Accident on Rte. 32 injures deputy

The Daily Mail is reporting that both a Greene County Sheriff's Office squad car and a minivan were totalled in a crash on Rte. 32 in Cairo yesterday. Interestingly, the Sheriff's Office is refusing to comment on the accident at all. Still, the newspaper has managed to construct a general idea of what happened via bystander accounts and the New York State Police:

State Police Sergeant Mark McTague at Catskill said Deputy Tor Tryland was traveling northbound when a southbound vehicle driven by Anthony Haack of Wappingers Falls attempted to make a left turn onto Evergreen Drive. The vehicles collided head on and the police cruiser came to rest near a phone pole.

The accident was a bad one -- the Daily Mail has a picture of the minivan, which was totally destroyed.

Hundreds pepper DRBC with comments on drilling

 

Yesterday's two public hearings on the proposed regulation of natural gas drilling by the Delaware River Basin Commmission had a good turnout. According to PoconoNews.net, about 500 people showed up at the meeting in Honesdale, Pennsylvania, while the Binghamton Press & Sun-Bulletin reports that 250 attended the hearing in Liberty.

In Pennsylvania, according to the Associated Press, most of the speakers were pro-drilling:

Of the first 45 or so people to speak at an afternoon hearing in Honesdale in Wayne County, only five opposed drilling. Supporters said the regulations are cumbersome, have not balanced economic concerns with environmental ones and take away the rights of private property owners.

WNEP-TV, which aired a segment on the hearings which you can watch above, rounded up a few of the pro-drilling contingent's critiques:

Inside the auditorium, many of the comments were against the regulations, saying they are too tough on gas drilling companies.

"You have the audacity to claim that your proposed regulations prevail over our commonwealth, disregarding our own laws," said Carol Woodmansee of Lake Como.

"They would impose 500 foot setbacks from any stream, no matter how small. This is not reasonable," said Amber Stahl of Honesdale.

"We need natural gas now, to invigorate our economy," said Michele Stahl.

U.S. Representative Maurice Hinchey didn't appear at either hearing, but his office submitted a letter to the DRBC that calls for bringing more public hearings to New York:

While the scheduling of three public hearings is a positive step in ensuring that communities throughout the Basin have a full opportunity to comment publicly on this important topic, this limited number of public meetings needs to be expanded and the comment period extended by an additional 90 days based on the importance and complexity of this issue. I would therefore reiterate my earlier request to the Commission to urging it to consider additional public hearings in New York State and other areas that will be impacted by the final regulations for natural gas drilling so that those in Sullivan County who cannot be here today have an opportunity to comment publicly.

Two anti-drilling celebrities -- both of whom are up for Academy awards -- spoke at the Pennsylvania hearing, the Times Herald-Record reports:  Read more

Man killed in Saugerties accident

Twenty-eight-year-old James Persico of Saugerties was killed yesterday when his Volvo crossed into an oncoming lane on Route 32 and collided head-on with a tractor trailer, New York State Police are reporting today. Here's the full press release:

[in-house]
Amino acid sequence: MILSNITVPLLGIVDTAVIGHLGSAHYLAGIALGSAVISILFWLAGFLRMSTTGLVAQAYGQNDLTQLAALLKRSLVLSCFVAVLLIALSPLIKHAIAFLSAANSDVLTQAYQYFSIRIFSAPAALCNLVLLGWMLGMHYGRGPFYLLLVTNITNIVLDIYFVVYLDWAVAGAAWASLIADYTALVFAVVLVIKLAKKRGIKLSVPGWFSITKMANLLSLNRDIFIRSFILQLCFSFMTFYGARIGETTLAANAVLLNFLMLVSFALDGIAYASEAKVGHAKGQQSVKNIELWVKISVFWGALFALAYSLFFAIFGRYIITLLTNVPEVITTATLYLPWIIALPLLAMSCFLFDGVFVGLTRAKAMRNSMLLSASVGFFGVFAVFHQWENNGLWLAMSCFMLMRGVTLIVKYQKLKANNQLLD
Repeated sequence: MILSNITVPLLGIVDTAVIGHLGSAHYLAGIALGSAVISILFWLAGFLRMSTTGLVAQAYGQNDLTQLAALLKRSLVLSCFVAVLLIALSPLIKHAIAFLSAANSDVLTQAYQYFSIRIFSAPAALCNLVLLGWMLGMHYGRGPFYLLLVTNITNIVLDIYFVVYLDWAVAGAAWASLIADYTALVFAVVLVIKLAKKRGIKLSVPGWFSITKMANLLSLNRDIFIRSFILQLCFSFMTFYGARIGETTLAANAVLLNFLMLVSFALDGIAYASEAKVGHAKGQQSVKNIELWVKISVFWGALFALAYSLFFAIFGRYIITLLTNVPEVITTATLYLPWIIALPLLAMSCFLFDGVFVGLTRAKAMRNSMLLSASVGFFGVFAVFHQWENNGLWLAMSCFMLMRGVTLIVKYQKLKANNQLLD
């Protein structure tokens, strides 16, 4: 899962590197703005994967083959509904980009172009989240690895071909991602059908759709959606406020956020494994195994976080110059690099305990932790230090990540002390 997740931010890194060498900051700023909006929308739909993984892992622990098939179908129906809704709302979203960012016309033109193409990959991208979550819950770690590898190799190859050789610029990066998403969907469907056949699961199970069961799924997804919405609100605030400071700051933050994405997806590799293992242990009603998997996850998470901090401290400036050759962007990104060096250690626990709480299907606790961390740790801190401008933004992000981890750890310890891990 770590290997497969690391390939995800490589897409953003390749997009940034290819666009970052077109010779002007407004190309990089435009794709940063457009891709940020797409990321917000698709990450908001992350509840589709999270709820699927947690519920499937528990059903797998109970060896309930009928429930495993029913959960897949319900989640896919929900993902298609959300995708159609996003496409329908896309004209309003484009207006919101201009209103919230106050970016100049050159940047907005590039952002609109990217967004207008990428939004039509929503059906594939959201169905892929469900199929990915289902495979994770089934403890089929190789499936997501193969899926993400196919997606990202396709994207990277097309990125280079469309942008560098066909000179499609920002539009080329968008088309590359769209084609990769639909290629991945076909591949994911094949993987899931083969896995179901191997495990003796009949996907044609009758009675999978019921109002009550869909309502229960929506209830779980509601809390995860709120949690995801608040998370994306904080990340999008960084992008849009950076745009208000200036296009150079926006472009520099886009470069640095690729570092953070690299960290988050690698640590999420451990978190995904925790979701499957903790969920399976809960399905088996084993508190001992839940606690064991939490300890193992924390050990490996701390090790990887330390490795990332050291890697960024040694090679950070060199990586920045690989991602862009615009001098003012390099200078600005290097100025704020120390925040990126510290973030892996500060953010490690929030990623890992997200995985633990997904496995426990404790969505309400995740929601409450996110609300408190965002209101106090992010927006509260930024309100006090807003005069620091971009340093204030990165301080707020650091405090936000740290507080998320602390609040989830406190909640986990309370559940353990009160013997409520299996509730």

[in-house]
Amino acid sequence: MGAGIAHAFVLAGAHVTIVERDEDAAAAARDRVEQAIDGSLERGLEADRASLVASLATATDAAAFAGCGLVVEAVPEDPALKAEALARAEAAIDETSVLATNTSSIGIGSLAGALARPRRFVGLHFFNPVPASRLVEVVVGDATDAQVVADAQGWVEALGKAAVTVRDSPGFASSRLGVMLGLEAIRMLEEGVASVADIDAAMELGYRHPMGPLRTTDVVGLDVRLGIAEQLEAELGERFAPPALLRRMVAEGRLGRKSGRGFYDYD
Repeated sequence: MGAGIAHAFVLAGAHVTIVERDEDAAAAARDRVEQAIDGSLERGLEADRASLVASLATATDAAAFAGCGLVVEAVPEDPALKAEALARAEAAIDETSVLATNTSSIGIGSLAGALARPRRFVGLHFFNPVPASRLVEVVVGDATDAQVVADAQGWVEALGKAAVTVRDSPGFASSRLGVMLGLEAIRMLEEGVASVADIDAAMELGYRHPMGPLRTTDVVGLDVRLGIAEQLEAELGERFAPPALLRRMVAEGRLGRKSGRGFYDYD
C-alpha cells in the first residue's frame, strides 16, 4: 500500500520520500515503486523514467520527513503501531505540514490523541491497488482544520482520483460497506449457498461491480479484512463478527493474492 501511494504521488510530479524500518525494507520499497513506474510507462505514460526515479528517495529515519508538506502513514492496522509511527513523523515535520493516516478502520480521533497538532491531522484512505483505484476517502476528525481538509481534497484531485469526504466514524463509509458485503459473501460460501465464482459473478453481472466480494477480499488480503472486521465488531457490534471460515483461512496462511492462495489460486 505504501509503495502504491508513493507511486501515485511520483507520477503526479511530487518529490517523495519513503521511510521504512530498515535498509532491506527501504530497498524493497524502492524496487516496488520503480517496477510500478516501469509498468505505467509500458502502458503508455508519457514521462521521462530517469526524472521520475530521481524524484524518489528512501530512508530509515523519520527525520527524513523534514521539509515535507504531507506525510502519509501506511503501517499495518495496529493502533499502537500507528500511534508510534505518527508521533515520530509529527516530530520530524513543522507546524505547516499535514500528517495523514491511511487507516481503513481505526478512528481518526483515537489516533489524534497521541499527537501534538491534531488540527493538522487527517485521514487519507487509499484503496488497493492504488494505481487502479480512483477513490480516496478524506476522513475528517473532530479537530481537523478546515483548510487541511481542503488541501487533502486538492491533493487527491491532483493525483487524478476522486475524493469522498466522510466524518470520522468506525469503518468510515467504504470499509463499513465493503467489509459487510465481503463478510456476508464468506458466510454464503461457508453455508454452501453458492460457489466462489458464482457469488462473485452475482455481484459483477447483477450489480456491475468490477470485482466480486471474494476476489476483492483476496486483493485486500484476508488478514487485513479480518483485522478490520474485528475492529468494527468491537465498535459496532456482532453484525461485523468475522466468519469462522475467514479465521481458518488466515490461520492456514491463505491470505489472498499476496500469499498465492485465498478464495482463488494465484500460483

The New York State Police Kingston, investigated a two car motor vehicle accident on State Route 32 in the Town of Saugerties. A 2002 Volvo sedan was traveling northbound on Sr 32 operated by Joshua Persico, 28, of Saugerties, NY. The Volvo crossed into the southbound lane and into the path of a 2002 International Tractor Trailer driven by James DeRusso, 50, of Latham, NY. Persico was pronounced deceased at the scene and DeRusso was transported to Kingston Hospital for treatment of minor injuries. The State Police in Kingston are continuing the accident investigation. The State Police were assisted at the scene by the Town of Saugerites Pd, Ulster County Sheriff’s Office and the Centerville Cedar Grove Fire Department.

A new attack against a looming green menace?

A truck injection. Photo from the Arborjet website.

The insatiable emerald ash borer, an invasive insect that is death to ash trees, has already been spotted in parts of the Catskills, including Kingston, Saugerties, and locations in Greene County. While some have suggested harvesting all the ash trees in the state before they are destroyed, a story in the Berkshire Eagle describes another, slightly less destructive solution: something called "trunk injection."

I have been in contact with representatives of Arborjet, a company that has developed a trunk injection system to fight EAB. With this system small doses of pesticides are injected directly into the tree's transport tissues, thus enabling distribution within the tree while limiting the impact to the environment ... They claim that it can stop damage even if the tree is under attack without harming the surrounding environment. However, it may be too late if more than 50 percent of the canopy is dead. The cost of tree injection for homeowners can range from $70-150, depending on several variables, including tree size and how many trees a homeowner is treating at once. This is considerably less than removing and replacing the same trees.